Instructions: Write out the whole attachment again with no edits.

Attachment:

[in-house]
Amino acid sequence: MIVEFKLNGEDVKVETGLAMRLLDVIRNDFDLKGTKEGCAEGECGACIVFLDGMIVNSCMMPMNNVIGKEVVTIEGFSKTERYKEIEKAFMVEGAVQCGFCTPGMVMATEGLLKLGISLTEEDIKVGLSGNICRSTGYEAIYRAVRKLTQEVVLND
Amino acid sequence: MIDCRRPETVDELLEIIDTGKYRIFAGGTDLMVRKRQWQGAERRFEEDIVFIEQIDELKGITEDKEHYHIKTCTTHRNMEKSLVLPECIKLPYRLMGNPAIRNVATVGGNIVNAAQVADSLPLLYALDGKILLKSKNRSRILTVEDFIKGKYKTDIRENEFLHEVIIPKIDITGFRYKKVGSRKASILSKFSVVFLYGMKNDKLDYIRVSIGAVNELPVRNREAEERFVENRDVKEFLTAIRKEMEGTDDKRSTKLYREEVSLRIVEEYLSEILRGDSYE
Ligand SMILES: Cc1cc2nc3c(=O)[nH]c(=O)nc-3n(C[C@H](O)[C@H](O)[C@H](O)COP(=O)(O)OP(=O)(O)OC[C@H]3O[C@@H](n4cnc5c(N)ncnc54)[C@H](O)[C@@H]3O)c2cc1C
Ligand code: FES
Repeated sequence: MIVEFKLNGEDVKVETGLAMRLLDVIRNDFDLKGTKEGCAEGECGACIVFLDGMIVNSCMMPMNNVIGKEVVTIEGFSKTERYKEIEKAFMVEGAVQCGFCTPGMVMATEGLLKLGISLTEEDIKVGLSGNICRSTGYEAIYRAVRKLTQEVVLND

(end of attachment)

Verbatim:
[in-house]
Amino acid sequence: MIVEFKLNGEDVKVETGLAMRLLDVIRNDFDLKGTKEGCAEGECGACIVFLDGMIVNSCMMPMNNVIGKEVVTIEGFSKTERYKEIEKAFMVEGAVQCGFCTPGMVMATEGLLKLGISLTEEDIKVGLSGNICRSTGYEAIYRAVRKLTQEVVLND
Amino acid sequence: MIDCRRPETVDELLEIIDTGKYRIFAGGTDLMVRKRQWQGAERRFEEDIVFIEQIDELKGITEDKEHYHIKTCTTHRNMEKSLVLPECIKLPYRLMGNPAIRNVATVGGNIVNAAQVADSLPLLYALDGKILLKSKNRSRILTVEDFIKGKYKTDIRENEFLHEVIIPKIDITGFRYKKVGSRKASILSKFSVVFLYGMKNDKLDYIRVSIGAVNELPVRNREAEERFVENRDVKEFLTAIRKEMEGTDDKRSTKLYREEVSLRIVEEYLSEILRGDSYE
Ligand SMILES: Cc1cc2nc3c(=O)[nH]c(=O)nc-3n(C[C@H](O)[C@H](O)[C@H](O)COP(=O)(O)OP(=O)(O)OC[C@H]3O[C@@H](n4cnc5c(N)ncnc54)[C@H](O)[C@@H]3O)c2cc1C
Ligand code: FES
Repeated sequence: MIVEFKLNGEDVKVETGLAMRLLDVIRNDFDLKGTKEGCAEGECGACIVFLDGMIVNSCMMPMNNVIGKEVVTIEGFSKTERYKEIEKAFMVEGAVQCGFCTPGMVMATEGLLKLGISLTEEDIKVGLSGNICRSTGYEAIYRAVRKLTQEVVLND